On the second issue, US-Pakistan relations, Mr. Riedel was honest and open about the fact that the US has not been a consistent friend to Pakistan. He referred to the relationship between the two countries as ‘a deadly embrace’ – one in which neither side knew if they could trust the other – and urged the members of the audience to change this from a deadly embrace to a friendly embrace.
Mr. Riedel pointed out two major mistakes made by the US:
First, that over the history of US-Pakistan relations, too much has been built around secret projects that are not really secret. He referred to the U2 base in the 1950s; the role that Pakistan played as intermediary between the US and China during Nixon’s presidency; the cooperation between the US and Pakistan in arming the Afghan mujahideen during the Cold War; and most recently the drone attacks on al Qaeda. By continually basing our relationship on secret agreements, we allow an air of intrigue to mischaracterize what is often a healthy cooperation.
The second major mistake the US made, of course, was the support for Pakistan’s dictators over the years – an error of both Republican and Democratic administrations, and one that set back Pakistan’s democratic progress by decades. Mr. Riedel urged the US not never repeat this mistake again.
The third issue Mr. Riedel addressed is Pakistan’s relationship with the growth of the global jihad movement. Here, Mr. Riedel says, we should understand that Pakistan is a nation at war for its soul. While the vast majority of the country are peaceful, moderate Muslims, Pakistan is also home to the largest number of militant groups in the world. As such, the country is divided between those who are loyal to the vision of the nation’s founder, Muhammad Ali Jinnah, and dark forces who seek to convert Pakistan into a jihadist state similar to Afghanistan under Taliban rule.
The roots for the global jihad movement, Mr. Riedel explains, can be traced to the dictatorship of Gen. Ziaul Haq during the 1980s – a dictatorship supported by the United States. Make no mistake, he reminds, the US shares responsibility for this situation.
The good news, however, is that Pakistan’s military is engaged in the most serious counterinsurgency efforts it has ever conducted. While there may be some elements of the military and intelligence agencies still supporting militant groups as a holdover from previous doctrines of “strategic depth”, the military has realized that the nation most threatened by these groups is Pakistan itself. In answer to a question from the audience, Mr. Riedel said that if you had told him two years ago that Pakistan’s Army was conducting counterinsurgency operations in six of the seven tribal areas, he would have said you were dreaming. Today, though, that dream is a reality.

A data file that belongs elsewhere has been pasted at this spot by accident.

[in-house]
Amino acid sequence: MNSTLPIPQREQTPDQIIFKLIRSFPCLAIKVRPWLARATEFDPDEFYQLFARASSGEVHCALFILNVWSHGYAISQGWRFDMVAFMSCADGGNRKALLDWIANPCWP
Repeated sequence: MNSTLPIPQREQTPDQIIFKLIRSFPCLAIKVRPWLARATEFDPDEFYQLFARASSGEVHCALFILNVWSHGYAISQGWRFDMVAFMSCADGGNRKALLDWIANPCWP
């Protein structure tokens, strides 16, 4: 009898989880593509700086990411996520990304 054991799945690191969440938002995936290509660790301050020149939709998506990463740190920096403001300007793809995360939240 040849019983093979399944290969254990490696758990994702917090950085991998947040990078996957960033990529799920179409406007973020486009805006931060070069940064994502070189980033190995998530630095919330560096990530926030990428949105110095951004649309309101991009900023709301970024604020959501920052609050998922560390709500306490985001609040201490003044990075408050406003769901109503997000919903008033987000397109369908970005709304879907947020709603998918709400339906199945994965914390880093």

So what is the solution that Mr. Riedel proposes?
First and foremost, he says, the future of Pakistan is not up to the US. Only Pakistan can decide its own fate, and the US must not repeat past mistakes and try to push Pakistan one way or the other.
The US must not undermine the civilian government or the democratic process. To those who question whether one or another politician is preferable, Mr. Riedel reminds the audience that democracy is not about individuals, but about a process.
The US must also support Pakistan’s efforts to normalize and improve relations with its neighbors, especially India. Mr. Riedel gave special praise for the efforts of Pakistan’s current President Asif Ali Zardari to improve trade between the countries. While these may seem like small steps, he said, it is this path of incremental change and trust-building that will ultimately succeed.
Above all, however, the US must not try to broker a peace between Pakistan and India. It will not work, he said, and we must trust and support the Pakistani leadership to develop a path to normalization that satisfies their own needs and strategic interests.
The people of Pakistan have shown a remarkable determination to hold on to Jinnah’s vision of Pakistan as a nation at peace with its neighbors and itself. There are no magic solutions, he warned, and progress will take time. But, he advised, we should never underestimate the people of Pakistan’s desire for democracy and peace. If there was one message that Mr. Riedel left the audience with that day, it was this: “Do not underestimate the Pakistani people.”
The assassination of Governor Salmaan Taseer and the divided reaction among the Pakistani public reiterates the importance of American support for democracy and justice in Pakistan. As a nation that itself navigated dark days when forces of intolerance and extremism threatened violence across the land, the United States has a duty to stand by our friends as they struggle to secure their own future.